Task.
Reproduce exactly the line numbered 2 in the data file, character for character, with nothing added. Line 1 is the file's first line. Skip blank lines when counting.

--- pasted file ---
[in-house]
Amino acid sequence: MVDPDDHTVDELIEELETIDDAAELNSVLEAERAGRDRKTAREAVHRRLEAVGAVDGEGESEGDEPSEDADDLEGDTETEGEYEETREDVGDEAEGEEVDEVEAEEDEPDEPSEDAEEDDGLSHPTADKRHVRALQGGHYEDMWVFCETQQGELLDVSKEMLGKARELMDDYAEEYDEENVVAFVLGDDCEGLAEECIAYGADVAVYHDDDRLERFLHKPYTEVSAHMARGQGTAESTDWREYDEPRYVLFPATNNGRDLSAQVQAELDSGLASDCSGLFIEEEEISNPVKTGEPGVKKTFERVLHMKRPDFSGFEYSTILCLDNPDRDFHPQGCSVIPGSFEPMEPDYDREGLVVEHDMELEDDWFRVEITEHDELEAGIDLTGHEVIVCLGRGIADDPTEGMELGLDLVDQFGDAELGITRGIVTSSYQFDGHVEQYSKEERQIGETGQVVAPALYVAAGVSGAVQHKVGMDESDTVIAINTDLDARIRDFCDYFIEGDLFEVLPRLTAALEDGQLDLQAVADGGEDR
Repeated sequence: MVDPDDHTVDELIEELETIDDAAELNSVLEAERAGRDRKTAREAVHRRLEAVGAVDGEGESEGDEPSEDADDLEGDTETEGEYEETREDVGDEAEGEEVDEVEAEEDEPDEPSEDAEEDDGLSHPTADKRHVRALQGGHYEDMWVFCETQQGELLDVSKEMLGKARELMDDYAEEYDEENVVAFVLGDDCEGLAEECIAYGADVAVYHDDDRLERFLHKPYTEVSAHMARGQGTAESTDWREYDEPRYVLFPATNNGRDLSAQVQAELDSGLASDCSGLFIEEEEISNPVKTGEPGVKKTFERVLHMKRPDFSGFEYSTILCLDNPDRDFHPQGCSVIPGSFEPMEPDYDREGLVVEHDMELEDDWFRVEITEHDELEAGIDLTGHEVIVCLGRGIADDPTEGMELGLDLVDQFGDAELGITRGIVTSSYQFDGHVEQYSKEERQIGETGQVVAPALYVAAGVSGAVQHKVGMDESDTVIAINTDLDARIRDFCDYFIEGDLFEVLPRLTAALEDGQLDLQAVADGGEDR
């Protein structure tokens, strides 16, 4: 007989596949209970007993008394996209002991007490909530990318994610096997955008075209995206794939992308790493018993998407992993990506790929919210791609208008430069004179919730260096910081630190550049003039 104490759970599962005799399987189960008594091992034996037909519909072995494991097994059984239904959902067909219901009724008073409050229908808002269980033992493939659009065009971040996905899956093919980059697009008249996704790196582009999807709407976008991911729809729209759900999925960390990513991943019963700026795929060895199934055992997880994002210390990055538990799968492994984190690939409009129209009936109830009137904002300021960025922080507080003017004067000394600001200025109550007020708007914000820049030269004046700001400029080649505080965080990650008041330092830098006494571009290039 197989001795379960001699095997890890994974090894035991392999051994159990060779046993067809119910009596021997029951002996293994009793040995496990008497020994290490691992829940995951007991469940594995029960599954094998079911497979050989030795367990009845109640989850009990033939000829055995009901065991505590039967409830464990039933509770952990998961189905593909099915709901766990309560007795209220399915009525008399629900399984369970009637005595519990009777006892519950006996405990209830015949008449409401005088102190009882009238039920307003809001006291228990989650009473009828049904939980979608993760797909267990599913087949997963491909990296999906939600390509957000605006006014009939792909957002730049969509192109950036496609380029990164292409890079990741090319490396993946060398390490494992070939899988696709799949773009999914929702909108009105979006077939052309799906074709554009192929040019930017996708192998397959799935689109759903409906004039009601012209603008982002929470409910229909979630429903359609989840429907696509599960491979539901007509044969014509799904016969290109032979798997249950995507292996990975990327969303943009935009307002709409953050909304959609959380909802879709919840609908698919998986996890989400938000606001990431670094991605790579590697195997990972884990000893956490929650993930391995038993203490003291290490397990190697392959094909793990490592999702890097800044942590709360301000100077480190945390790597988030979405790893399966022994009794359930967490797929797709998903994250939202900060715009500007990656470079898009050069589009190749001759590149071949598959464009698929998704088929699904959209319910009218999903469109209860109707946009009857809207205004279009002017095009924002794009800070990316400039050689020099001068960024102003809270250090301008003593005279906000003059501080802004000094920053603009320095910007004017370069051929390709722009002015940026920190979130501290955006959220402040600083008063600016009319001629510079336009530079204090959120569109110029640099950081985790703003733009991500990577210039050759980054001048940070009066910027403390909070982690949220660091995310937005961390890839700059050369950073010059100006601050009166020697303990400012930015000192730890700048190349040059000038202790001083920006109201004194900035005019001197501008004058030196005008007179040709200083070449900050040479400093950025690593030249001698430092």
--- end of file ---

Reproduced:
Amino acid sequence: MVDPDDHTVDELIEELETIDDAAELNSVLEAERAGRDRKTAREAVHRRLEAVGAVDGEGESEGDEPSEDADDLEGDTETEGEYEETREDVGDEAEGEEVDEVEAEEDEPDEPSEDAEEDDGLSHPTADKRHVRALQGGHYEDMWVFCETQQGELLDVSKEMLGKARELMDDYAEEYDEENVVAFVLGDDCEGLAEECIAYGADVAVYHDDDRLERFLHKPYTEVSAHMARGQGTAESTDWREYDEPRYVLFPATNNGRDLSAQVQAELDSGLASDCSGLFIEEEEISNPVKTGEPGVKKTFERVLHMKRPDFSGFEYSTILCLDNPDRDFHPQGCSVIPGSFEPMEPDYDREGLVVEHDMELEDDWFRVEITEHDELEAGIDLTGHEVIVCLGRGIADDPTEGMELGLDLVDQFGDAELGITRGIVTSSYQFDGHVEQYSKEERQIGETGQVVAPALYVAAGVSGAVQHKVGMDESDTVIAINTDLDARIRDFCDYFIEGDLFEVLPRLTAALEDGQLDLQAVADGGEDR